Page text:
Tuesday, October 03, 2006


I saw a notice from AIIM yesterday that approaches it had made to ARMA had been rebuffed. Its difficult to know if its news or not - and if its important or not. For frankly no real waves will occur or industry changes emerge as a result, but it does give pause for thought.

On the surface (and probably a bit below) there is a lot of sense in a hook up - even if its only something a little more formal and co-ordinated than the current gap. But the industry is changing fast and neither organization has all the story - and there are worrying overlaps at times between the two. Even in terms of basic positioning there is confusion (I have never been comfortable with ARMA's claim to representing Information Managers for example).

ARMA is clearly member led - and a visit to one of their conferences makes this clear, AIIM (whether for the good or bad) is much more driven by Vendors. Neither fully understands the others world, and worryingly technology buyers and decision makers don't make much of a distinction...as a result we are seeing lots of innapropriate solutions being deployed, and the failure rate for ECM and Document related systems remains very high.

Two good organizations, with very different consituencies but with a need to agree common principals, scope and mission. But from the message out yesterday, a long way of achieving any of these....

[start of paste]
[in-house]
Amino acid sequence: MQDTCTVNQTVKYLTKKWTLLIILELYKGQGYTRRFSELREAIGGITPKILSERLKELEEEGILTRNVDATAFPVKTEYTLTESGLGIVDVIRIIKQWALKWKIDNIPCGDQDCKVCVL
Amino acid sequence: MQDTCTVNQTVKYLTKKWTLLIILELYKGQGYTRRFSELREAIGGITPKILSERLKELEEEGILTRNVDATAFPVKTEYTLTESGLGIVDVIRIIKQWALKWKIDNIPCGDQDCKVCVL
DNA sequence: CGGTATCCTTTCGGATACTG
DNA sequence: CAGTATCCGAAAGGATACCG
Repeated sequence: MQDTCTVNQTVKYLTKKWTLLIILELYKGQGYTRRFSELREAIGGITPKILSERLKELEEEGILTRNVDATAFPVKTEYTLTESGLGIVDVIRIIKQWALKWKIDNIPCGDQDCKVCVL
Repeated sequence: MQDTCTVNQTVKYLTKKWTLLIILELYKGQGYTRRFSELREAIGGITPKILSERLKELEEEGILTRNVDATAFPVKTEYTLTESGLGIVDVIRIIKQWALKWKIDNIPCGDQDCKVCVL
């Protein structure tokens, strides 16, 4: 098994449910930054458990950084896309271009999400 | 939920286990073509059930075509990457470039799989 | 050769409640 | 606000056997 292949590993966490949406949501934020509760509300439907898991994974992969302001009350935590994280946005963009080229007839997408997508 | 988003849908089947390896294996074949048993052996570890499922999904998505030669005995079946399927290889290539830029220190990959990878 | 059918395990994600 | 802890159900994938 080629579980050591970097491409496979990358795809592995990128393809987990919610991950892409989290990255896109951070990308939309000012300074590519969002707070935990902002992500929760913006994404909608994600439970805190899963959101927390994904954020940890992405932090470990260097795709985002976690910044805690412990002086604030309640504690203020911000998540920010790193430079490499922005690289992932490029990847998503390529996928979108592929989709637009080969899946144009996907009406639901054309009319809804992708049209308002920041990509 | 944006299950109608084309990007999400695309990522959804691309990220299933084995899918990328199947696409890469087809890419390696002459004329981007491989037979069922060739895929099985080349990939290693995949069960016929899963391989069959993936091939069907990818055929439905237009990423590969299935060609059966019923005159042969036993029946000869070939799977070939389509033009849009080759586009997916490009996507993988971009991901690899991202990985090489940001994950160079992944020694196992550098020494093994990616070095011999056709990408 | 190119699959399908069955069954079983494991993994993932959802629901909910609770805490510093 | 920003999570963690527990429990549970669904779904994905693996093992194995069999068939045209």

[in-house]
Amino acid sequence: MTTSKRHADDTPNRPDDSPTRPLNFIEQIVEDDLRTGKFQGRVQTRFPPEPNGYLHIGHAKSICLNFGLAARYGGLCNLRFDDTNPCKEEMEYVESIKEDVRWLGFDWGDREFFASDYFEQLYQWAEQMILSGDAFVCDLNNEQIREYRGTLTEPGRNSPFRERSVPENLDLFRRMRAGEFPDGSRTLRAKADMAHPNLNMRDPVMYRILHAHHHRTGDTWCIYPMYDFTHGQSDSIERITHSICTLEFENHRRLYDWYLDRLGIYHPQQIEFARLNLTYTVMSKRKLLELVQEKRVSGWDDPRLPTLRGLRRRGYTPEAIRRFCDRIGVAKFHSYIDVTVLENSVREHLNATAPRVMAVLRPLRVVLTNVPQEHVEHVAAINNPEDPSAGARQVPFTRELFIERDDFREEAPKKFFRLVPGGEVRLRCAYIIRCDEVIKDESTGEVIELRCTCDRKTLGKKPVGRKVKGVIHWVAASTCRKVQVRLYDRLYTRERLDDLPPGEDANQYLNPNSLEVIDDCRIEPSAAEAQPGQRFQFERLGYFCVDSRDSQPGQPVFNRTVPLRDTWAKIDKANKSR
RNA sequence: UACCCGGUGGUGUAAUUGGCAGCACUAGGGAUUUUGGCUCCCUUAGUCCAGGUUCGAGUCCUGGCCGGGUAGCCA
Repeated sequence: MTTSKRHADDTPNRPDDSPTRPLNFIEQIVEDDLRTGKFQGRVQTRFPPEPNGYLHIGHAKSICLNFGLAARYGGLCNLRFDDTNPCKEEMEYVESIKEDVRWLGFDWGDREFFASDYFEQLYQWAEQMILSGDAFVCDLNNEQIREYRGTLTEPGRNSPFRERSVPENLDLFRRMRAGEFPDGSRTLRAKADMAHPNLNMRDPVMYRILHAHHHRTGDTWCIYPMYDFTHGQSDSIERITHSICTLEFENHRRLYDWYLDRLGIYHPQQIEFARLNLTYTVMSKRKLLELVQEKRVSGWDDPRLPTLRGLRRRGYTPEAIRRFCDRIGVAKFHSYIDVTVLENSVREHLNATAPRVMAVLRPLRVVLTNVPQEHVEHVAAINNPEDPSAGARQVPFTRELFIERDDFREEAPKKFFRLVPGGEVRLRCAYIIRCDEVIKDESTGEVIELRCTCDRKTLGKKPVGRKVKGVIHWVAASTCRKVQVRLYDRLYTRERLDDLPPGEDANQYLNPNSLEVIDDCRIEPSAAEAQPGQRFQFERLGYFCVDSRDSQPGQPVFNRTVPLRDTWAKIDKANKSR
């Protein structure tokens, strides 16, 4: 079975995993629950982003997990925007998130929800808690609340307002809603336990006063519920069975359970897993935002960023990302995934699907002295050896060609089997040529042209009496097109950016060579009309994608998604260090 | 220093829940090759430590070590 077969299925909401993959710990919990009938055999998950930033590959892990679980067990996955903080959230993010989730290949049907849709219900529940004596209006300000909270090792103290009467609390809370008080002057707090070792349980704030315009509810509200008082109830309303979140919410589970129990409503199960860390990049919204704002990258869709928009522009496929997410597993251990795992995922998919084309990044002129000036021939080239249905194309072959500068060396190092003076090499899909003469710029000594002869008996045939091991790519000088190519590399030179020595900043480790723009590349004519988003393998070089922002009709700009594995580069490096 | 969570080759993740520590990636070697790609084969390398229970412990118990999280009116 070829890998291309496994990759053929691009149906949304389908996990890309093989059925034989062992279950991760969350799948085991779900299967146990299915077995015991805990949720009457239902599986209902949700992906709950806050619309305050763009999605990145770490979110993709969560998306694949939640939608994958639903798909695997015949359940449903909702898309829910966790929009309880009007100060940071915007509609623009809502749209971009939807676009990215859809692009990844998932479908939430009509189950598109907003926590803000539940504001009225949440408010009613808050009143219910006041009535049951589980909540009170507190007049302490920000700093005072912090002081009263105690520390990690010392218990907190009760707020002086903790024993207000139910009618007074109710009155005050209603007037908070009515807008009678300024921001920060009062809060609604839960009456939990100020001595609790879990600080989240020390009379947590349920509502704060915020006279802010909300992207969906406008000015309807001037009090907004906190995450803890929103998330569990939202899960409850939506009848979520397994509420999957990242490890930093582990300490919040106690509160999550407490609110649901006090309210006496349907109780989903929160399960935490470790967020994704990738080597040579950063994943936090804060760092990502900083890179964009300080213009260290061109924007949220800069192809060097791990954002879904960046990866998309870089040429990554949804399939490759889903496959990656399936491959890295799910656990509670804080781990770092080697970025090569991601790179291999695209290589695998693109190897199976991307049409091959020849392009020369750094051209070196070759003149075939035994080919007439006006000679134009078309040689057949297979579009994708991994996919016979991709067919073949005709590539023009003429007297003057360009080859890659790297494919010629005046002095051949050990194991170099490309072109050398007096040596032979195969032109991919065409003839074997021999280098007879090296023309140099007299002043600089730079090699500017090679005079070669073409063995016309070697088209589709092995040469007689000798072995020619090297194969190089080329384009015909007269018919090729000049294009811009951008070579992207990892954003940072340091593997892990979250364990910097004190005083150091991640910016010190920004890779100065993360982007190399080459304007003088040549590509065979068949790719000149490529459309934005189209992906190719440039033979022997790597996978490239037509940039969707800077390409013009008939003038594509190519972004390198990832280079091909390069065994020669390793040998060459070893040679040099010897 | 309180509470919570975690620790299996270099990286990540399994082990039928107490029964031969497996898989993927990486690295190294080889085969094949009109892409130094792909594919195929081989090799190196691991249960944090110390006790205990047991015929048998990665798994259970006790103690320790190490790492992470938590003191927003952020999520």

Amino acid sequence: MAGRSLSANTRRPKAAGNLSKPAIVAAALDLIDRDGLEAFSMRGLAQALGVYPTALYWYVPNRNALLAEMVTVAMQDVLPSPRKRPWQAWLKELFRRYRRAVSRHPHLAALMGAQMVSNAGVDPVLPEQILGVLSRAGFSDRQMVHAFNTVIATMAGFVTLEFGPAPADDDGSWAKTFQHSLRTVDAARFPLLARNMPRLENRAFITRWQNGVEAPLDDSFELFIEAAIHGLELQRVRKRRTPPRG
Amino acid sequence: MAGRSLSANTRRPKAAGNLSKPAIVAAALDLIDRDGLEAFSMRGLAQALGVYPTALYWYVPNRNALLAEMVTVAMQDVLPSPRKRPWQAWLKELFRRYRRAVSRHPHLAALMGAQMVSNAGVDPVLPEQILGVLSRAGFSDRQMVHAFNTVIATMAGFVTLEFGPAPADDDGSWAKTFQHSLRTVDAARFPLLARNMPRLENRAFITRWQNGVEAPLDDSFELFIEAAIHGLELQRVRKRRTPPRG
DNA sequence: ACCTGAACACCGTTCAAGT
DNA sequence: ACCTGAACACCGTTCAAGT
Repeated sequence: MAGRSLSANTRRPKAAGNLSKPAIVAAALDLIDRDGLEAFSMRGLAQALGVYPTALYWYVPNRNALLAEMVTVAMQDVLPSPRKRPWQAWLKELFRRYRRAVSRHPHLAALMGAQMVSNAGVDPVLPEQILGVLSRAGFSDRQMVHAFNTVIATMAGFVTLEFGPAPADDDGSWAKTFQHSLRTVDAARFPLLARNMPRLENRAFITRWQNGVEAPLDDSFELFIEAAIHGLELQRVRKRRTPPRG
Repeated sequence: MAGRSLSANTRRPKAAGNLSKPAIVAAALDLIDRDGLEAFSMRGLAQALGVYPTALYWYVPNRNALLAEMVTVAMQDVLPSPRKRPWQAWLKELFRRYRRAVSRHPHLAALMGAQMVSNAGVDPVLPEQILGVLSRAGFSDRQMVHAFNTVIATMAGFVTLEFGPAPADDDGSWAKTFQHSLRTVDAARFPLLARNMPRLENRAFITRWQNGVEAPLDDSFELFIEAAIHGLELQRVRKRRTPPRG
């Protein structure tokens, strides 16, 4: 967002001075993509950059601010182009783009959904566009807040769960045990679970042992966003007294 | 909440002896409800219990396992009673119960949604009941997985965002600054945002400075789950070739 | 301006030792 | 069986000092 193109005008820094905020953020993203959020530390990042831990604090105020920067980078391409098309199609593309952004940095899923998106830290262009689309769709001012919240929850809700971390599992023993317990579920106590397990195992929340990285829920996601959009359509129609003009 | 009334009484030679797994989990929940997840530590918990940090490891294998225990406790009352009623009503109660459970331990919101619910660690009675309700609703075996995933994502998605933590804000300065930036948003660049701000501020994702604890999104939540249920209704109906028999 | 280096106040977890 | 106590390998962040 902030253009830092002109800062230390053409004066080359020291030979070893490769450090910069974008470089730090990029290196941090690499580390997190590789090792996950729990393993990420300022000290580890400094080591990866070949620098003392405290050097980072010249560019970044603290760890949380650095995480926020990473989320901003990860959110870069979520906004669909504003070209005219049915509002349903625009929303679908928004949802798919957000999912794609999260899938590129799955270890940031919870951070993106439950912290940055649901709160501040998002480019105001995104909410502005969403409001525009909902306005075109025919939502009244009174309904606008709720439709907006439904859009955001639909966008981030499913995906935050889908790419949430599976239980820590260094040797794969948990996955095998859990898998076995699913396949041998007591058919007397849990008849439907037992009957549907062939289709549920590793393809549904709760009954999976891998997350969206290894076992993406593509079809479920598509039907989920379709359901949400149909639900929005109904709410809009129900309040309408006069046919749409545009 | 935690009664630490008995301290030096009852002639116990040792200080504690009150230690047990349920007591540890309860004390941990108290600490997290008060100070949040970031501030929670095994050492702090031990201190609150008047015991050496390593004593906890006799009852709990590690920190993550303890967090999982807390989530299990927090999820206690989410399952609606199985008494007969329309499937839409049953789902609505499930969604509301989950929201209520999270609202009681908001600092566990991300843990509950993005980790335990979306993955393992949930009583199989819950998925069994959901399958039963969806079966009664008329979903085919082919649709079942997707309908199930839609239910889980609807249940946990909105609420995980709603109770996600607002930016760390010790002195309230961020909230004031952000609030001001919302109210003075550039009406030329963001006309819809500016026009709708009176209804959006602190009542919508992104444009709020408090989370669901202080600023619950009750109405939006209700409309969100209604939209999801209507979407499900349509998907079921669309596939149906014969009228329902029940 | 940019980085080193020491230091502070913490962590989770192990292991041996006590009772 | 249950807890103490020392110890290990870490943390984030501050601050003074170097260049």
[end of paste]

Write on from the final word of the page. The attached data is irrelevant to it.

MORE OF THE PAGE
Anonymous said...

I would tend to agree that it's a shame to miss such an opportunity.

john mancini

alan pelz-sharpe said...

Would love to see more collaboration of training and information in this space - particularly for SI's and IT staff more familiar with structured data...

Between TAWPI, AIIM, XPLOR and ARMA there is so much potential synergy...shame more can't be done collaboratively as this space is seeing such interest and expansion.

Anonymous said...

By NOT pursuing copperative activity such as this the two organisation tend to risk being seen as insular. At this time of change in the industry/profession ANY data and information manager needs to be aware of the Content Management and Records Management aspects of both the hard and electronic data.
I believe AIIM recognise this through their training. A cooperation would therefore seem to be eminently sensible from the standpoint of those outside ofthe politics.

Part of the problem of non-cooperation may be that ARMA have a "qualification" and AIIM do not, and ARMA feel threatened?
These are the views of an AIIM UK Member so I may not be up on what is going on in the US, but do ARMA have a feeling of superiority.

I, for one, have campaigned in the UK for an AIIM "qualification" and not just a "bought" certification.

Paul Warren, ECM(M)

alan pelz-sharpe said...

Hi Paul,
I don't know if ARMA does have a feeling of supriority or not. But I think we all at times forget that hard copy RM is a much much larger and deeper activity than we give it credit for - much larger in scale than eRM.